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I suppose that my being officially classified as a “Senior Citizen” is not the end of anything. After all, seniors do graduate.
As a senior citizen, at the beginning of my winding down and before my graduation to the next phase of existence, I refuse at present to lose a step, unless it is taken from me by force.
I will drive my tractor and use my chain saw and trim the pasture and till the gardens until I no longer find it joyful to do so. I joke with fellow elders about getting in touch with my “inner codger,” and share stories about the strangeness of pretending to be grandparents, as if we were really old enough to have grandchildren in college.
Most days, my morning mirror tells me all I want to know—that the young lifeguard’s nervous query about whether I am just resting between laps or am struggling to stay afloat is probably warranted. Certainly there is little I value about theories of aging. I will bequeath those to academics, to gerontologists, to sociologists and such. Yet, instead of benefitting from associations with those like me waiting to board the last train, society seems to have settled on an aggregate contempt for this vital segment of our society, of which I am now officially a part.
Contempt for Aging—and the Aged
It is understandable why we feel contempt for aging and for the aged. We would rather not accept this fact as inevitable. We would rather think that through careful diet, regular exercise, and skillful surgeons, we can look and feel much the same in old age as we did in youth. We can even sign up for spare parts if some major bodily mechanism malfunctions or becomes irreparably damaged—hips, knees, hearts, livers, lungs.
We may gaze at the flawless beauty of some starlet and feel certain that age will never conquer that luminescent glow, those shining locks, that silken skin, those bright young eyes. We have become convinced by television ads and drugstore periodicals that with special emollients and skillful surgeons, with exotic juices from berries gleaned from treetops in South American, the fair maiden actually can retain that youthful shape and hue. We agree so long as we do not by chance discover a picture of these once ageless beauties in a state of inevitable decline, when sutures and creams, when nips and tucks no longer sustain the outer miracle of that all too brief a span:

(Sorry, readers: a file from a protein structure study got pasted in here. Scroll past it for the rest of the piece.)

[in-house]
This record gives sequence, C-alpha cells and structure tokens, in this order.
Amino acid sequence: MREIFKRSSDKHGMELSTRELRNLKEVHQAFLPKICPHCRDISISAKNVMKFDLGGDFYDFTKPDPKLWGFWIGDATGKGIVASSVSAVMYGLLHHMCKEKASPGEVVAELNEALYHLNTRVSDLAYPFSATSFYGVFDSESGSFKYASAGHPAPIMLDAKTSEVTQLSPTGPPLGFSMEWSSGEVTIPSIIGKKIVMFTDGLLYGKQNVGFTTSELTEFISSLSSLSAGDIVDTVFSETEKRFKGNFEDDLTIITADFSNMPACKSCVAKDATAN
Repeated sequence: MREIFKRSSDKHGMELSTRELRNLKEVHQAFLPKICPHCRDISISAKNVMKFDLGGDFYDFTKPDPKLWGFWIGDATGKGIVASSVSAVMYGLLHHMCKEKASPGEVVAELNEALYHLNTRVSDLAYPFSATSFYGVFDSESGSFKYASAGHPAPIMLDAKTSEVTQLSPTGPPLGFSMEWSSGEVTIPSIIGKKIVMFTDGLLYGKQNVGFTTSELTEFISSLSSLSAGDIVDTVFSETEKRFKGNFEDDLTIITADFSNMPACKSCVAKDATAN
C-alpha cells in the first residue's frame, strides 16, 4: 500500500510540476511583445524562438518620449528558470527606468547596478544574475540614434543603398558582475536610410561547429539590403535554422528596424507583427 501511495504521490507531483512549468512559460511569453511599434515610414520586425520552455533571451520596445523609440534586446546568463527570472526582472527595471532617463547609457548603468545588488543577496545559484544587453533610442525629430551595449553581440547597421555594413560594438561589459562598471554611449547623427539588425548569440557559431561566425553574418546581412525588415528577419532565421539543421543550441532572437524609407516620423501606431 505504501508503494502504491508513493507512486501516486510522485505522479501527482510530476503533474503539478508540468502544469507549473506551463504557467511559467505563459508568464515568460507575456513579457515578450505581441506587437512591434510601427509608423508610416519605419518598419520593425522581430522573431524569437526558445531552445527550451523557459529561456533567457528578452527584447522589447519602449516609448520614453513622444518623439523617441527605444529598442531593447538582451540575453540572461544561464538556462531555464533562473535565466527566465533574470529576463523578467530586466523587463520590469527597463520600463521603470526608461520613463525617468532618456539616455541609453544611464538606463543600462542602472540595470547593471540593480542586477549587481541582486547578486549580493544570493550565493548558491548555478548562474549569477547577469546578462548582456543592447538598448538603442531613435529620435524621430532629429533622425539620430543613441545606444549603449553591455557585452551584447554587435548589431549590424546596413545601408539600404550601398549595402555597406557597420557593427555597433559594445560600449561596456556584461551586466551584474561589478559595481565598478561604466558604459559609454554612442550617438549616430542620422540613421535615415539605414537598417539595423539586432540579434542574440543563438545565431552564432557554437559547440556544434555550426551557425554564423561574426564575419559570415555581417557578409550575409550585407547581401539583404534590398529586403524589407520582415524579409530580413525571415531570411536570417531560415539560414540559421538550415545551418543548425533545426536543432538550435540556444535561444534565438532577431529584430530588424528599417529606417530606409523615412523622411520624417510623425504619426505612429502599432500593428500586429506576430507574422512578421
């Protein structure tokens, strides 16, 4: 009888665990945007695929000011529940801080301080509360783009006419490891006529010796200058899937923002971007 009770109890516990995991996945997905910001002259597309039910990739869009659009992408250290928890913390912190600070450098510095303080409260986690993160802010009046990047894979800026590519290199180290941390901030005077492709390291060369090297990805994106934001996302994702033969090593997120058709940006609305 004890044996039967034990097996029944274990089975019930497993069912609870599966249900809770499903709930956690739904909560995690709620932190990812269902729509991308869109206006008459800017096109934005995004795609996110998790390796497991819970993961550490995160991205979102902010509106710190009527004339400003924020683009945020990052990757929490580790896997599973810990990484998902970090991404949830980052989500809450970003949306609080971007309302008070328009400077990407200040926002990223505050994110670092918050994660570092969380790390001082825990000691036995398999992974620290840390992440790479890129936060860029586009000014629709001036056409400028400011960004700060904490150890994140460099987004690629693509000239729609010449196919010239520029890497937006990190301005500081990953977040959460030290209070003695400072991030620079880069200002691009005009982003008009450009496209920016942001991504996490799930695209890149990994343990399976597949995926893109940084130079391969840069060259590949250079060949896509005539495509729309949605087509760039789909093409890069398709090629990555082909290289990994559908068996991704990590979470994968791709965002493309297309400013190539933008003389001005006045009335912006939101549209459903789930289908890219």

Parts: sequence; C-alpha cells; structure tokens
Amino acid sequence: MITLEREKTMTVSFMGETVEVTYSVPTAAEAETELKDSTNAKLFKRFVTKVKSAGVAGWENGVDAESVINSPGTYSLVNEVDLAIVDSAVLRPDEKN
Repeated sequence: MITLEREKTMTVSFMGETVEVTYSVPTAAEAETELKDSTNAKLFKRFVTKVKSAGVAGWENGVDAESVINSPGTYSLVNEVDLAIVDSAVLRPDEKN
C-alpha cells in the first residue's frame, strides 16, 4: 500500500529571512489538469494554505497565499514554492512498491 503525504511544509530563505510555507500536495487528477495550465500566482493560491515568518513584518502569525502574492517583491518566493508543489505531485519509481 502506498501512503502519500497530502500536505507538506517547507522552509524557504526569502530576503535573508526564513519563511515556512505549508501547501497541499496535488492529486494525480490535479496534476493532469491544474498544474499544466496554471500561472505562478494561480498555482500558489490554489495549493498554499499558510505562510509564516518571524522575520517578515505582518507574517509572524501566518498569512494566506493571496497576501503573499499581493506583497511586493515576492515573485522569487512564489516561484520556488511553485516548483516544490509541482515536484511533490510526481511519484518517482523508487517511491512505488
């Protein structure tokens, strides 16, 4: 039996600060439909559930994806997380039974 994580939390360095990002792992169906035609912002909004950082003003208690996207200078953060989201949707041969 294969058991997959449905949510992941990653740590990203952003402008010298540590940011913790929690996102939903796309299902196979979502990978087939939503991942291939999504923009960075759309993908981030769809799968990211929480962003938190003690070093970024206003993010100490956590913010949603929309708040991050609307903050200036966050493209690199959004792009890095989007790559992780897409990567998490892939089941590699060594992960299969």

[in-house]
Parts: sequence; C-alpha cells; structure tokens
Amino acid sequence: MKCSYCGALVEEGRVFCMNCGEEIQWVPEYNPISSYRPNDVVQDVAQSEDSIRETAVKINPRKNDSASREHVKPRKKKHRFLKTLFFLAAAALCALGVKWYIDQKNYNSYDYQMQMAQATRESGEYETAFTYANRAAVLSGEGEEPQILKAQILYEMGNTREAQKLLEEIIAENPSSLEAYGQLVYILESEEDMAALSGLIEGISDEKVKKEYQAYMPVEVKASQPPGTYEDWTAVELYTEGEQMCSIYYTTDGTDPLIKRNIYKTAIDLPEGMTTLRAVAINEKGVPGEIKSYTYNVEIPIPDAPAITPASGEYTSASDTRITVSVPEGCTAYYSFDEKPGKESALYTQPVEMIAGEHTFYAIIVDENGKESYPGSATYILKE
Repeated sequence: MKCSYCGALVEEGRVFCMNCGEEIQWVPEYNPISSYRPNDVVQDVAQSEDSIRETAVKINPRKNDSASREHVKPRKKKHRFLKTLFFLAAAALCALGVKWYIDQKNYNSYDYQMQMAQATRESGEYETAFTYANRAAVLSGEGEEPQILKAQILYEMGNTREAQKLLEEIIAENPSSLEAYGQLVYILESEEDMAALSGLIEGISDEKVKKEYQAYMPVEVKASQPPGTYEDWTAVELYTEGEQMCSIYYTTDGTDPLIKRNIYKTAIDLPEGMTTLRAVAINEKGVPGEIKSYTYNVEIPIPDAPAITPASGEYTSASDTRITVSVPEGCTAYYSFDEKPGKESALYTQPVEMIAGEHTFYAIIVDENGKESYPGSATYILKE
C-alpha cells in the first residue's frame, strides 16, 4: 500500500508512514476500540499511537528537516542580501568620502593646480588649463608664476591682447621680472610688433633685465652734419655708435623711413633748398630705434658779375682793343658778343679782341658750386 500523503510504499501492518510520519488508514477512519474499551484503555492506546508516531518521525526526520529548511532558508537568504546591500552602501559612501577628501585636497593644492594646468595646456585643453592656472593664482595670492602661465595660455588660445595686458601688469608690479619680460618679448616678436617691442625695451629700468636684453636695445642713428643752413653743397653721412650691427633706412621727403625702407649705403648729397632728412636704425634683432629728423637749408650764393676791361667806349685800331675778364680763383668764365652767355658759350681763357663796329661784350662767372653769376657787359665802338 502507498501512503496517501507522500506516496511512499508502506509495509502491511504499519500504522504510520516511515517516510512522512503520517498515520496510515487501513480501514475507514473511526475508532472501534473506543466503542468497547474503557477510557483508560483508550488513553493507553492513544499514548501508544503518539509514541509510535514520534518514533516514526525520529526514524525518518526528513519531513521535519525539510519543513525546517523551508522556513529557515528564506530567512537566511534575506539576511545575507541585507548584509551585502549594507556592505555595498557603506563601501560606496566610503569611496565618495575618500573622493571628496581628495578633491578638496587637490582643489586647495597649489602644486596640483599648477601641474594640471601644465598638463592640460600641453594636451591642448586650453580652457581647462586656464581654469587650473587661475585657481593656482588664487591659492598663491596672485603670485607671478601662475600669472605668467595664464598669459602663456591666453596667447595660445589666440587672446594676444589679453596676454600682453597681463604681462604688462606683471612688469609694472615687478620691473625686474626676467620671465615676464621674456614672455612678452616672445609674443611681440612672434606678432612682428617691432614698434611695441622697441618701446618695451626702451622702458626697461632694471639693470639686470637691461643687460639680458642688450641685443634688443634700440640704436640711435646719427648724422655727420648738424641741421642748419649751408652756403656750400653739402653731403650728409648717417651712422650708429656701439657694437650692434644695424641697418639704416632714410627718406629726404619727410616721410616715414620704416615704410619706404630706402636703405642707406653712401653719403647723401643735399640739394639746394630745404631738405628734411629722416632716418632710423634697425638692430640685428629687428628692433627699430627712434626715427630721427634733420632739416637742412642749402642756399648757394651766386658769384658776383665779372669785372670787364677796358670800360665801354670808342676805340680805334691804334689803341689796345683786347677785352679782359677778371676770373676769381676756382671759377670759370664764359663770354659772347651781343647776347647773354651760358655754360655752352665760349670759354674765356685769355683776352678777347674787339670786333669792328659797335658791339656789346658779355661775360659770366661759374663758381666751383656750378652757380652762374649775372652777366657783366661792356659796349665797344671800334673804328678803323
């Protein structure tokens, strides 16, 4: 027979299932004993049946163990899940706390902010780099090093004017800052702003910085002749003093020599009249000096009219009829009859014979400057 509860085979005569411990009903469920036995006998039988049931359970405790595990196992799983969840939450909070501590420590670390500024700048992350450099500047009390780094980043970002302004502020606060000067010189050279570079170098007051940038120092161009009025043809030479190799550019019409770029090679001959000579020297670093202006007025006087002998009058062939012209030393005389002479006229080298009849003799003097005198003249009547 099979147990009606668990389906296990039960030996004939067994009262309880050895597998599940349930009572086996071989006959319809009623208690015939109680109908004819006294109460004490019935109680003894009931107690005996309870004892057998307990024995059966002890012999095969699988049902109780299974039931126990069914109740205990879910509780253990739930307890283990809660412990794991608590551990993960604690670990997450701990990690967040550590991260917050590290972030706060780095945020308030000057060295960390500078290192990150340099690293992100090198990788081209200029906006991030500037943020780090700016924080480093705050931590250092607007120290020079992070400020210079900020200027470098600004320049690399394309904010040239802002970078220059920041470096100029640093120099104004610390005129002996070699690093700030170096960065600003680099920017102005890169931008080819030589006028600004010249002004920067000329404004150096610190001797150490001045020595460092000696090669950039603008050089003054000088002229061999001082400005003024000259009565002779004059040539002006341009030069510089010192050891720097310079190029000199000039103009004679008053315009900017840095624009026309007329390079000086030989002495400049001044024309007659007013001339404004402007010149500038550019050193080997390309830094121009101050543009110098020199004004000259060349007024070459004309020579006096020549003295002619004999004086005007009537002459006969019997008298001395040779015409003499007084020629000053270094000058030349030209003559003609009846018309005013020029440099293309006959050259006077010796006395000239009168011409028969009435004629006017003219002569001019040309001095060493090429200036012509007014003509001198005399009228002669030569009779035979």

Mortal charm shall fade away, roses shall give way to thorns, and beauty and youth shall live their day and be no more. But that which eternally endureth is the Beauty of the True One, for its splendour perisheth not and its glory lasteth for ever; its charm is all-powerful and its attraction infinite. – Abdu’l-Baha, Selections from the Writings of Abdu’l-Baha, p. 204.
The Futility of Warring with Nature
We cannot defeat the laws of nature regarding aging any more than we can defeat the law of gravity. If we jump, we will fall. If we live, we will age. This fact was demonstrated painfully to me recently while scanning the web on the subject of aging. I came across a picture of Brigitte Bardot, the Angelina Jolie of my youth. I remembered her as an inviolable beauty, a nymph who I was quite certain would ever remain impervious to Time. But there she was at age seventy-two, but a few years older than I, side-by-side with the self I had known and cherished.
And yet, in spite of my fear of ALF’s and my sadness at seeing that even the most beautiful among us cannot prevail against the laws of nature, I have determined to my own satisfaction that aging is the Creator’s second best training device, the first being the metaphorical nature of physical reality itself.
Contemplating all this, I’ve learned that God has given us the slow metronome of time and the aging that goes with it to train us in detachment. As we grow older, more wrinkled and hopefully wiser, our youthful beauty inevitably fades. That gradual diminishment of the physical graces teaches us—if we’re paying attention—that only the inner spiritual graces have any permanence, that only the beauty of the True One lasts forever.